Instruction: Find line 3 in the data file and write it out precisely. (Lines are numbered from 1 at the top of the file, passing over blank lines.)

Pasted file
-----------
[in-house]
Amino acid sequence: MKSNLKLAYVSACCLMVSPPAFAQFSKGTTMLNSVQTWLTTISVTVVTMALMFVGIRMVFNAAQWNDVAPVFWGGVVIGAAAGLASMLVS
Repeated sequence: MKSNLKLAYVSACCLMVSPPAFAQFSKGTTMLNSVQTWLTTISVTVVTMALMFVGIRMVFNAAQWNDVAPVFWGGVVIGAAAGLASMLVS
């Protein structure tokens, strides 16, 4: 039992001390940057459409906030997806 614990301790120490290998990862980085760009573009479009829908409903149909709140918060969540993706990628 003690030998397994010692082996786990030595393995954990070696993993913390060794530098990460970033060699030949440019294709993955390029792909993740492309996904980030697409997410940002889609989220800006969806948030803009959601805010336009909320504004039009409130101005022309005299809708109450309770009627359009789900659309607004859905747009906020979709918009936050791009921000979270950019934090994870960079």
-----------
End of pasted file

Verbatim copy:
Repeated sequence: MKSNLKLAYVSACCLMVSPPAFAQFSKGTTMLNSVQTWLTTISVTVVTMALMFVGIRMVFNAAQWNDVAPVFWGGVVIGAAAGLASMLVS